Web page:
• SMB is not a documented protocol, it is Microsoft proprietary
      • Samba was constructed by two main architects Andrew Tridgell and Jeremy Allison
    • SMB Clients & Servers
      • All windows networked computers communicate with each other via Server Message Blocks ( SMB )
      • SMB looks at nodes as both client and server simultaneously making them peer to peer networks
    • Workgroup Names
      • Windows machines know each other by a unique workgroup and name combination
      • A workgroup is a collection of SMB computers that all reside on a subnet and subscribe to the same SMB group
    • NetBios
      • Named pairs must resolve to a unique hardware address
      • This scheme is known as NetBios or Network Basic Input/Output System
    • Netbios
      • Designed primarily for local networks
      • No routing information is carried in the packet headers
      • To communicate across lan segments packets must be encapsulated within a routable protocol I.e. TCP/IP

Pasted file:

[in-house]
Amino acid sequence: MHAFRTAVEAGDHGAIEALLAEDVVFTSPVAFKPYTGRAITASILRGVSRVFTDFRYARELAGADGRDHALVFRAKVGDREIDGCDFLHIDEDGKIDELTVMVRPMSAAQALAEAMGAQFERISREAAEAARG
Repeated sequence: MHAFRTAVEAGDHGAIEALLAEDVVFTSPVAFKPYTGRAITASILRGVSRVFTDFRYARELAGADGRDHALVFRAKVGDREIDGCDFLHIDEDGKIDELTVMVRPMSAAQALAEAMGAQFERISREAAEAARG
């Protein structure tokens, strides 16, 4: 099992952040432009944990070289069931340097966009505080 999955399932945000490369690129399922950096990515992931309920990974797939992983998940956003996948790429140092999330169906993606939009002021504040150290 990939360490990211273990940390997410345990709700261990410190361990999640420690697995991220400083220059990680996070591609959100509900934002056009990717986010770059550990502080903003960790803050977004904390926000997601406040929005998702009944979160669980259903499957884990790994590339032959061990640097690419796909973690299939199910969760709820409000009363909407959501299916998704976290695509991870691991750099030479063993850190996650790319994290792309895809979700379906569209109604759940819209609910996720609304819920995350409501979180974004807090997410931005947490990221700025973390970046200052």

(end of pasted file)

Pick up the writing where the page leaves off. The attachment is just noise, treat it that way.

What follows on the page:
• NetBT or TCPBEUI
      • Are the network protocols that supports the encapsulation
      • You must have TCP/IP installed to use SAMBA
      • Samba also supports WINS (Windows Internet Name Service) with DNS to provide IP to Hardware address resolution
    • Daemons
      • Two server daemons nmbd and smdb make up SAMBA
      • smbd handles resource sharing and user authentication
      • nmbd is responsible for resource advertising and communicating with other SMB machines
    • Samba Components
      • Smbclient - client side tool
      • smbmount - for mounting shares
      • smbprint - for printing
      • sbmstatus - displays connections
      • smbpasswd - authenticates users
      • nmblookup - handles NetBios name queries
      • testparms - verify SAMBA configuration file
      • testprns - tests printer shares
      • swat - inetd service which allows web based admin of SAMBA
    • SWAT
      • A web based configuration tool
    • History
      • May 1985 IBM Publishes a specification for a local network based on NetBios